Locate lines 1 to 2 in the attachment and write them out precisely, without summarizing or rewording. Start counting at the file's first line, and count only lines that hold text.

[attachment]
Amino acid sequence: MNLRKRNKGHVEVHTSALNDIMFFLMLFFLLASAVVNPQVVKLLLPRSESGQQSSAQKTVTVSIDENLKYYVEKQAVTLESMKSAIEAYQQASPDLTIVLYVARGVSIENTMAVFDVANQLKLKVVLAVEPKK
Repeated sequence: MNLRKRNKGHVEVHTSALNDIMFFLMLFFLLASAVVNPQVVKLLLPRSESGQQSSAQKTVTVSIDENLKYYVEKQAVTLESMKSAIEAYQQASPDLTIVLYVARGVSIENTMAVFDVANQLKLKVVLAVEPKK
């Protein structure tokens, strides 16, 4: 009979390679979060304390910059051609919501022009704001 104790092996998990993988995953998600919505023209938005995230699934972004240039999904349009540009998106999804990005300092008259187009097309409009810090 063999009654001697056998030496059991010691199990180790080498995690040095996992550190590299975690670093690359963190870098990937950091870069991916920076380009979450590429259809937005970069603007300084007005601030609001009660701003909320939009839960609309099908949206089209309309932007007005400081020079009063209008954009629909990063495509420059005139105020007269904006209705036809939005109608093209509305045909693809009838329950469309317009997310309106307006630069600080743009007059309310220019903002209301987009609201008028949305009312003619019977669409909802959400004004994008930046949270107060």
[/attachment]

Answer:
Amino acid sequence: MNLRKRNKGHVEVHTSALNDIMFFLMLFFLLASAVVNPQVVKLLLPRSESGQQSSAQKTVTVSIDENLKYYVEKQAVTLESMKSAIEAYQQASPDLTIVLYVARGVSIENTMAVFDVANQLKLKVVLAVEPKK
Repeated sequence: MNLRKRNKGHVEVHTSALNDIMFFLMLFFLLASAVVNPQVVKLLLPRSESGQQSSAQKTVTVSIDENLKYYVEKQAVTLESMKSAIEAYQQASPDLTIVLYVARGVSIENTMAVFDVANQLKLKVVLAVEPKK